What Does Rain Smell Like? is a fascinating book to answer all your questions on the liquid that falls from the sky. Learn how climate change is affecting our weather and how rainbows are formed. Why doesn’t rain fall all at once, and can technology change the track of a hurricane? And what’s the weather like on other planets. Did you know that it takes 200 hours for a cloud droplet to land on the ground? Or that rainbows don’t actually exist?
The authors are both meterologists. Simon King presents on BBC news and previously worked for the Met Office and forecasting units with the Royal Air Force. Clare Nasir was trained by the Met Office and also has an MSc in Oceanography and currently presents Channel 5 News weather.
fun facts about the weather
Did you think if cows sit down, it’s going to rain? Meteorologists say it’s a myth. There is no truth in it – the cows are likely just having a rest!
- Spring (20 March) is when the Atlantic transfers less heat and moisture to the atmosphere, due to losing heat during winter. The sun is ‘high in the sky’ so it can be warm during the day but cool at night, due to moderating ocean temperatures.
- Summer (when the northern hemisphere tilts towards the sun) includes 21 June (summer solstice) when the sun is at its highest point in the sky). This day is celebrated each year at ancient burial ground Stonehenge (Wiltshire). Thunderstorms are frequent here in summer, caused by rising air and moisture.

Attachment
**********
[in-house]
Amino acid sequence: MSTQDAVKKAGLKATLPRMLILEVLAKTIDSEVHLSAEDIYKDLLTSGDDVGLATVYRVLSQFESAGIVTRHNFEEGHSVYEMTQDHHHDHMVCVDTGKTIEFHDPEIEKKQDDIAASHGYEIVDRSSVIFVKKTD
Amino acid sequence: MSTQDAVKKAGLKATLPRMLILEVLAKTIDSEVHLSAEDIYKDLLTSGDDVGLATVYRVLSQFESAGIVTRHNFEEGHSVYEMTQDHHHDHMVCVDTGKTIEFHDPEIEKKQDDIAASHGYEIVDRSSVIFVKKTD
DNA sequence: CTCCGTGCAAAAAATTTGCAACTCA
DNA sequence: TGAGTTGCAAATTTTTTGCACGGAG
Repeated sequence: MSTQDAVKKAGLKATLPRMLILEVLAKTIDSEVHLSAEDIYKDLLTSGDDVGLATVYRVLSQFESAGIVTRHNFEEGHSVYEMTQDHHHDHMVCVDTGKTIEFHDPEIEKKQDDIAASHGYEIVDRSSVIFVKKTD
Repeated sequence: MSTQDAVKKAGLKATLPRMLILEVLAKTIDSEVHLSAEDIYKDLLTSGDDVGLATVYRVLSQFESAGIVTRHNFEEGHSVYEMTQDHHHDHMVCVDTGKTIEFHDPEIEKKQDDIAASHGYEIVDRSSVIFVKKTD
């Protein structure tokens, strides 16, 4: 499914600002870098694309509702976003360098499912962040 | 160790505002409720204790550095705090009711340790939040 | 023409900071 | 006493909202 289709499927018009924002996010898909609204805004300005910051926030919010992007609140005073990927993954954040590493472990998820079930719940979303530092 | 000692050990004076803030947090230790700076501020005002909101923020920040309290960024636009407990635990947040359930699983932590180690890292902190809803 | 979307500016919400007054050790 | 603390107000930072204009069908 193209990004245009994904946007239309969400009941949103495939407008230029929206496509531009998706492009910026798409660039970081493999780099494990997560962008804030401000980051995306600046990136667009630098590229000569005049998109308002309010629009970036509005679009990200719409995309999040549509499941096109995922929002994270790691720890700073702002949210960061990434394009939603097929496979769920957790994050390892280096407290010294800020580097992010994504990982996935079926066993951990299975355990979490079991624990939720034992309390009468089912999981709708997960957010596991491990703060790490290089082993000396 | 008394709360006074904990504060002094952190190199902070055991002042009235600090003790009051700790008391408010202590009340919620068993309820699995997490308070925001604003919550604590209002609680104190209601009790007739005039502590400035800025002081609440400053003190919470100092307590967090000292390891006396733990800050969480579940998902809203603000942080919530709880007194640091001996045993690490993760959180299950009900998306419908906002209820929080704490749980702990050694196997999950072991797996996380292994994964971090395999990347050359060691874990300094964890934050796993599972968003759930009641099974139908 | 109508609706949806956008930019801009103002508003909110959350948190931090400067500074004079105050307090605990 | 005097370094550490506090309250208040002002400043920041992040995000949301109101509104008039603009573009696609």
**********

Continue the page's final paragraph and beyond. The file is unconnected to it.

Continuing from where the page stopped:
- Autumn means falling temperatures so trees lose chlorophyll turning leaves red and brown (losing them entirely apart from evergreen trees). Beginning around 22 September, the equinox means days and nights of equal length. Days get shorter and wildlife store up food, with dormice, hedgehogs and bats preparing for hibernation.
- Winter is the coldest season with short days, a time for quiet contemplation and sleep. In colder climates than ours, Scandinavian reindeer have adapted their retinas to see in the dark. Some humans living there also do this, but are prone to a condition when they start talking complete gibberish, due to lack of vitamin D.
Those little green insects you see are crickets. If you hear one on a summer evening, know they chirp in time with the air temperature. So just count how many chirps they do in 25 seconds. Divide by 3 and add 4, and it gives you the correct Celsius temperature!